Tuesday, March 22, 2016

This Book is Overdue! How Librarians and Cybrarians Can Save us All- by Marilyn Johnson

Johnson is not a librarian, but according to her jacket-cover biography she "owns multiple library cards and uses them often." She certainly does a wonderful job of singing the praises of librarians as she travels to where the librarians are to find out what they do and what makes them tick. The copyright on this work is 2010, which doesn't seem that long ago, but reading this made me realize how fast things are changing. Johnson has an entire chapter on Second Life which was all the rage not so long ago, but now has only about a million users. She also has a chapter on librarian bloggers, (which I feel a bit meta blogging about) even as I also realize that blogs aren't exactly cutting edge any more either. But while our heads spin about the speed at which information moves and technology changes, the book also illustrates some things that never change. Johnson asks us to consider this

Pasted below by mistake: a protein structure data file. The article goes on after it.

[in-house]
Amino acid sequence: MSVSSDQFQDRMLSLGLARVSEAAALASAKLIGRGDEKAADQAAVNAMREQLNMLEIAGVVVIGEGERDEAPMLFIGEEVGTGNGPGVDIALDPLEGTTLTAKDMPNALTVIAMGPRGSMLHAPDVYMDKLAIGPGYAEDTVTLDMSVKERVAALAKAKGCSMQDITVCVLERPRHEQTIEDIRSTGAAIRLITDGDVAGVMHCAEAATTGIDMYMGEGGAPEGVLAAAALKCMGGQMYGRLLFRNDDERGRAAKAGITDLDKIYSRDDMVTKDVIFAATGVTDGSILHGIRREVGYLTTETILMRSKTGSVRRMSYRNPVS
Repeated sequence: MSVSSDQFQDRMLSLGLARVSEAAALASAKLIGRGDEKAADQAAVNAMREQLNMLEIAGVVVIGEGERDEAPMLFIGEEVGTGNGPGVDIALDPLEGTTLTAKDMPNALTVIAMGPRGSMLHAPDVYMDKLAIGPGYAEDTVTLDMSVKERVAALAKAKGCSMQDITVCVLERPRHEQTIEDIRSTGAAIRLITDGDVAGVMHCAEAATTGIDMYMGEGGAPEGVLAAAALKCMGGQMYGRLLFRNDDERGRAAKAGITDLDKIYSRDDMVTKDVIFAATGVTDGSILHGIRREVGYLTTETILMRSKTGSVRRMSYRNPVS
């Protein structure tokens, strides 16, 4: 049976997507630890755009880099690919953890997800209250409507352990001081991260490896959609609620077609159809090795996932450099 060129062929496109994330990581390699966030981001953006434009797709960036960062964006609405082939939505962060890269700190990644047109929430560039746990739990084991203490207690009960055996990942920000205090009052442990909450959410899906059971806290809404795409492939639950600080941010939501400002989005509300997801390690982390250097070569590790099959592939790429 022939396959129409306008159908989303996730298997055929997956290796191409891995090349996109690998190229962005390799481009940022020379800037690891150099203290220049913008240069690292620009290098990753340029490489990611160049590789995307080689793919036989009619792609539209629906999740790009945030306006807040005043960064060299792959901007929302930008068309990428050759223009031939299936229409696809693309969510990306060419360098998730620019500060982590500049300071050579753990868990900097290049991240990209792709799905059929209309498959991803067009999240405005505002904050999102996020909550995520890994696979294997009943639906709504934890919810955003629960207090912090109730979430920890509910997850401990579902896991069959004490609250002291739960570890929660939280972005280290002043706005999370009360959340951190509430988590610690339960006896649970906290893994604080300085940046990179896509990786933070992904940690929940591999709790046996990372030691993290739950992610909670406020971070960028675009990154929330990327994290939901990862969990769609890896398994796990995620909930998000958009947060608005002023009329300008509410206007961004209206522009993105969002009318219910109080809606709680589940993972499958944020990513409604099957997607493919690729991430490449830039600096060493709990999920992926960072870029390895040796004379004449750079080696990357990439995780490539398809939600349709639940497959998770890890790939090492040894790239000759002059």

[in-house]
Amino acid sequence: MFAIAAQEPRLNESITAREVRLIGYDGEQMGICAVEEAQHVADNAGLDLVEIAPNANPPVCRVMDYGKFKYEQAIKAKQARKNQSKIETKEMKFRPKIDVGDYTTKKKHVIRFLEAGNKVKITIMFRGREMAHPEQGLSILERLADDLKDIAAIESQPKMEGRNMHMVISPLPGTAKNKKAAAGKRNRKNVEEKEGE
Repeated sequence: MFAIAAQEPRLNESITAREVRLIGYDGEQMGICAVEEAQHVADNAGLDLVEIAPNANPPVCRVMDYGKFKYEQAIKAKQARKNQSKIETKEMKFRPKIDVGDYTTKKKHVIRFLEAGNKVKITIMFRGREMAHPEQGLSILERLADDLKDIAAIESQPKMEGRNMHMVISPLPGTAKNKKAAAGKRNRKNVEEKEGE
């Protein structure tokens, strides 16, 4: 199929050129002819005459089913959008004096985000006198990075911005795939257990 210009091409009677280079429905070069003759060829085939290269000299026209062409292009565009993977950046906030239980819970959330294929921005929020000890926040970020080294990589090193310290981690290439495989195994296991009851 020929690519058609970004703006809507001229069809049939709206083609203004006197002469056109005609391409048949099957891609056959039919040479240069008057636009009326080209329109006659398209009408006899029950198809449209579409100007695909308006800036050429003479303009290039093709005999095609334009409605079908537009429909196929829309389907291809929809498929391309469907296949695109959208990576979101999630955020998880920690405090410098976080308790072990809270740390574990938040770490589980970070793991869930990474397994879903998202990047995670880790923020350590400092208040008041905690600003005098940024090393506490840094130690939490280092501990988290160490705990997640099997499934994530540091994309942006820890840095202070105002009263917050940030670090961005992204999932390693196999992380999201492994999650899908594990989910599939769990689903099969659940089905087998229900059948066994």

Did you ever? I mean, did you ever think that being a librarian meant dealing with poop? Talking about it finding little piles of it in the stacks, writing about it on the Web. I certainly never thought that I would have to write about it. In fact, one of the things that appealed to me about this book was the intellectual, cerebral, almost disembodied nature of the subject of librarians in the digital age...I imagined the wired world of information and literature, full of brilliant, helpful, visionary librarians...I didn't want to be sitting in a sticky chair thinking about poop.
I don't think poop was one of the topics we discussed in any of my classes in library school, but I certainly had to deal with it as a librarian at a public library. How someone could mistake the elevator for a restroom I'm not sure, but there you have it.

I am always interested when I find a connection between books. In the case of This Book is Overdue! the connection is with The Library Book. In her chapter entitled "Gotham City" Johnson provides a bit of the history of the planning and construction of the New York Public Library, referring to several of the people mentioned in Fiske's book.

It was lovely to read such a librarian-positive book by someone who is a not a librarian herself.

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